A military veteran in Cape Breton says it takes too long for vets to get the medication to treat PTSD.

Darrell Hulme has been told it will be another 45 days before he gets the medication he needs.

Three days ago Cape Breton Regional Police surrounded Hulme’s home and shut down his entire neighbourhood in Howie Centre after he told Veterans Affairs he was having suicidal thoughts. Veterans Affairs called the police to ask them to do a "wellness check," but the response shocked Hulme.

Inside, the 39 year-old Hulme says he was both surprised and embarrassed.

“It’s a pretty dramatic thing to go through to have the SWAT team show up at your house and get arrested, when you're struggling already and just trying to get some help,” Hulme said.

Hulme has a letter from a doctor diagnosing him with PTSD. Hulme treats it with the medical marijuana he receives from Veterans Affairs, but he has to reapply every year and that has led to a long delay in his getting his prescription.

The wait is taking its toll.

“It's horrible,” says his girlfriend Michelle Sharpe. “It puts a strain on our relationship for sure. He's not sleeping at night. He's not able to do the things he usually does. He can't get up and go to the gym, go to the grocery store.”

In February 2004, while Hulme was transporting heavy machinery for the military, he witnessed a fatal accident and was first on scene.

“That's what triggered my PTSD,” Hulme said.“I went down and the car was upside down. I kicked the windows out. There was a six month old baby upside down in a car seat, so that's what I went for first. I wrapped the baby up in my military jacket and sat there on the side of the road and held the mom until she passed away.”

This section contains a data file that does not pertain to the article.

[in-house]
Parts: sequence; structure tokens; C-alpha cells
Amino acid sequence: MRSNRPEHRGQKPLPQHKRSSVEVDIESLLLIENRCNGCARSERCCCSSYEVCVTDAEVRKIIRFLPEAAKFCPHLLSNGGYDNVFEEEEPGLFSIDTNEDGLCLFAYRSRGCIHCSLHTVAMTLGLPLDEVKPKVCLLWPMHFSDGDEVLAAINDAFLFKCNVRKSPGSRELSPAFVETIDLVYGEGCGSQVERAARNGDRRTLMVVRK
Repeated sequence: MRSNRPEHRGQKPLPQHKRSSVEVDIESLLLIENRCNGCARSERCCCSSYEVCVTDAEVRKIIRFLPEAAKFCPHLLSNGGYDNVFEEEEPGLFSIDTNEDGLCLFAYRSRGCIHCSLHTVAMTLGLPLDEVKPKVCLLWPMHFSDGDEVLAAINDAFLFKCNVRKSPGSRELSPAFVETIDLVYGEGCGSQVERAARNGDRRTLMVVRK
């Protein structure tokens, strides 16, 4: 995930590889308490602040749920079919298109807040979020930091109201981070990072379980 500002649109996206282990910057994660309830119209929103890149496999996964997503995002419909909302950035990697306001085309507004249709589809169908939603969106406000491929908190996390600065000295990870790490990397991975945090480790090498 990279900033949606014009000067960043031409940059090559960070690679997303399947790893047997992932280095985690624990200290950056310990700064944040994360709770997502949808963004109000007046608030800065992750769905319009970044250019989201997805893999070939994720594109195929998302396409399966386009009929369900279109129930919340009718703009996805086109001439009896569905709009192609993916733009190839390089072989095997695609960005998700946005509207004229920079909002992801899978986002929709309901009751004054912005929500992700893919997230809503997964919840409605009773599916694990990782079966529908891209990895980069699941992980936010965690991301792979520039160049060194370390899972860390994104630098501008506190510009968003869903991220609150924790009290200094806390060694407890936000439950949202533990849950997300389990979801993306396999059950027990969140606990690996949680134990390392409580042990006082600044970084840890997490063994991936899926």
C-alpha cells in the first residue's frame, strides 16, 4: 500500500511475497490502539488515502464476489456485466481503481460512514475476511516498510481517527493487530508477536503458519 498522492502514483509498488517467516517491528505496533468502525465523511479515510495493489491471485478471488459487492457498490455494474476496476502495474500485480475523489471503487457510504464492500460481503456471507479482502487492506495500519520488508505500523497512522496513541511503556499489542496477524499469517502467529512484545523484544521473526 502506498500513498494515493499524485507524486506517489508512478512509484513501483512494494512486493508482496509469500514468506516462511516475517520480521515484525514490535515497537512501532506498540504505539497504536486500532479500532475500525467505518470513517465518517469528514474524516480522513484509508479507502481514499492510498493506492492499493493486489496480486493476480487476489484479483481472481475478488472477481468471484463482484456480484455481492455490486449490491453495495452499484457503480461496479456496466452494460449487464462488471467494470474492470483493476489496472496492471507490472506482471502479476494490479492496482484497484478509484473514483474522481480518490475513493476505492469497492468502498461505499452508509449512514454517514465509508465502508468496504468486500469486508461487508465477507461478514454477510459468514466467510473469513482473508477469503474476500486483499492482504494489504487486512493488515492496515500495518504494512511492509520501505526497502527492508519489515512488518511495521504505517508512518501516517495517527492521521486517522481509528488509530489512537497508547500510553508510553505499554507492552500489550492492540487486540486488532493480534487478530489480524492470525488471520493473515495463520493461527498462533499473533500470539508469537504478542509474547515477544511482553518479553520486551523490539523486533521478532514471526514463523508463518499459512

Hulme stayed in the military for 10 years after the accident and says medical marijuana has improved his quality of life. But now he's concerned about the treatment he's received from Veterans Affairs and the delay with his prescription.

“It sucks, because now I have this big distrust for Veterans Affairs,” Hulme said. “If they are going to take my medicine away and call me a week after they do so, to do a wellness check, and you're honest with them, you get the swat team at your home.”

Hulme says he hasn't been given any answers as too why it takes so long, but is worried about his own safety if he doesn't receive his medication soon.

Cape Breton Regional Police say they did not charge Hulme and they were only concerned for his safety.

In an e-mail, Veterans Affairs Canada wrote this:

"We would like to reiterate that the health and wellbeing of veterans is a top priority for the government of Canada. Decisions  about which treatments to use are made between patients and their health-care professionals. The role of Veterans Affairs Canada is to reimburse medical treatments authorized by the veteran's physician or health-care practitioner."

With files from CTV Atlantic’s Kyle Moore.